As Minister of Education, Winifred Gaskin’s portfolio included race relations. In 1964, in a telegram emanating from the office of the American Consul to the US state Department, it was stated that she was “considered an extremist and a rabid racialist, being both anti-Indian and also anti-white”. This same correspondence blamed Ms Gaskin for being anti-UF and for being partly responsible for hindering cooperation between that party and the PNC. However, in April 1969, correspondence from the same office described Ms Gaskin as being strongly racially conscious but not demonstrative about it. She was also viewed as intensely patriotic yet well disposed toward US officials. The same source accused her of being influenced by race in her decision-making as a Minister. The allegation was made that, being overly concerned about increasing domination by the PPP at the University of Guyana, she “arranged the appointment of… a racial extremist” to increase African participation and influence at the university.
On the question of measures to improve race relations in the country in the aftermath of the developments of the early 1960s, Winifred Gaskin took the position that the best way to deal with the situation would be through “the exercise of good governance and by the Government’s insistence on the respect and dignity of the Guyanese at all levels”. She was also of the view that race relations could be significantly made better through interaction of Guyanese in activities that brought them together such as sports and culture.
As the responsible Minister, Ms Gaskin moved the motions in the House of Assembly for the installation of the National symbols of the new nation in 1966. There were a number of quite spirited debates on such issues as the choice of National flag, the National Anthem and the significance of the various symbols represented on the Coat of Arms of the Country. Long recognized for her considerable debating skills and incisive wit, Winifred Gaskin, time and again always attempted to aggressively counter all who sought to engage her. In one debate in the House, when asked by an opposition member to simplify her explanation of the proposed design and interpretation of the national Flag, she countered by stating, “I will help you with that but I would have thought that by now your dictionary would have helped you out”.
On July 01 1966, Winifred Gaskin took the oath of office and acted as Prime Minister of the country for approximately one day when the PM, the Deputy PM and the other senior ministers all happened to be out of the country at the same time. Little wonder, being the ground breaker she always was, that it was Winifred Gaskin who was the first Guyanese woman to achieve this honour.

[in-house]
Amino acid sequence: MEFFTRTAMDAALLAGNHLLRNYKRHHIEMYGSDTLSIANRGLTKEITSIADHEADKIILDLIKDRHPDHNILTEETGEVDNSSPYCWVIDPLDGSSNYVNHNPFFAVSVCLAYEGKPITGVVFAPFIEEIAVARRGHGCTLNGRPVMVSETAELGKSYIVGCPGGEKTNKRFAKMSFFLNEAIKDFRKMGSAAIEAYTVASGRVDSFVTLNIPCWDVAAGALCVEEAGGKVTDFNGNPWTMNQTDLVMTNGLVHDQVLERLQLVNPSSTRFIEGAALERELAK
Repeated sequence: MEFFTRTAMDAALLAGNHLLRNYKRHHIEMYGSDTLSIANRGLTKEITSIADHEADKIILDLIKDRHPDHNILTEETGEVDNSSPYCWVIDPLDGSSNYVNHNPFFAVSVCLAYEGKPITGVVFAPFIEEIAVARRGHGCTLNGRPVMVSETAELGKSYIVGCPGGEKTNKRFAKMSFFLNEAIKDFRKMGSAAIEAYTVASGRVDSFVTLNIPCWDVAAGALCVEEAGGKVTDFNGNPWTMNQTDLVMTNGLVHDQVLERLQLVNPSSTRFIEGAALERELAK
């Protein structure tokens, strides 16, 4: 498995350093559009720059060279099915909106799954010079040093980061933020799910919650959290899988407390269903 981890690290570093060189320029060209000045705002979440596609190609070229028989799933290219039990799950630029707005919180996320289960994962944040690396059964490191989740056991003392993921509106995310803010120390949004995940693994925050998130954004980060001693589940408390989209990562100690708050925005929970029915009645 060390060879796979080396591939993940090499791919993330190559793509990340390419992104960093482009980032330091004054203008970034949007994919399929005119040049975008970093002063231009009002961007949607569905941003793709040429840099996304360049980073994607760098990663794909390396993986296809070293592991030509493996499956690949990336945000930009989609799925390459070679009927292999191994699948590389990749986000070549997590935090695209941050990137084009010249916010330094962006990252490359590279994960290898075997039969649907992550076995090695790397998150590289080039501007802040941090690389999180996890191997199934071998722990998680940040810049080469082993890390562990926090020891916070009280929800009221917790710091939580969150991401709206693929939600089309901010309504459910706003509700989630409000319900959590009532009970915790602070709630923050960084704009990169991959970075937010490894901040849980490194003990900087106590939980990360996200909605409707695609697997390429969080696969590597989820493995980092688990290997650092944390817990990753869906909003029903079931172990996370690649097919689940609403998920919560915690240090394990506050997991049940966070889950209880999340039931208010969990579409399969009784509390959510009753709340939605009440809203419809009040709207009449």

Ms Gaskin served as Minister of Education from 1964 to 1968. She was not chosen to serve in this capacity in the new PNC administration of 1968. Among the suggestions made regarding the reasons for her non-inclusion in the new cabinet were concerns about her health and disagreements with party leader Forbes Burnham. These disagreements were said to be over certain educational policies including the issue of the separation of schools from church control. Some have suggested that she went too far too quickly in insisting on state control of the schools and the removal of religious education from the school curriculum.
Winifred Gaskin again became a pioneer after completion of her service as the country’s first female Black Cabinet Minister when, in 1968, she was appointed Guyana’s first High Commissioner to the Commonwealth Caribbean. Stationed in Jamaica, she became very popular and was widely respected because of her dynamism, tact and diplomatic skills. She formed a special bond with the ordinary people of Jamaica. Her service in this field was recognized to the point of her being awarded the Order of Distinction of Jamaica.
Ms Gaskin returned to Guyana in 1976 to head the Foreign Affairs and Economic desk at the PNC headquarters. It was while serving in this capacity that she took ill and died on March 05, 1977. She worked up to the point of her departure from this life.
Ms Gaskin certainly left her mark as a pioneer in the field of Guyanese politics. She was undoubtedly a trendsetter who blazed new trails that served to inspire Guyanese women during a period in our history when women were starting to come to the fore in the political arena. She never flinched in the face of adversity. She worked tirelessly in her various positions of service to ensure that Guyana developed. Her deep love for her country impressed many who interacted with her at the diplomatic and other levels. To many she epitomized the female politician of her time- aggressive, forthright, self-confident and somewhat intimidating. Her contribution to Guyana’s political development cannot merely be viewed in the context of her being a woman but it can also be viewed as a statement of achievement worthy of any politician-male or female. The standards of excellence that she set are standards worthy of emulation.
As a Guyanese, Winifred Gaskin recognized the role of our history in helping to shape a national identity. She felt that our history must be known and understood if we were to progress as a people. At the opening ceremony of Library Week 1966 she declared the following:
Pride of a country and loyalty are generated by knowledge of the past. We cannot ignore the past, or turn our backs on our own history. It has fashioned us and conditioned us. Therefore we must seek as a nation to know why we are what we are.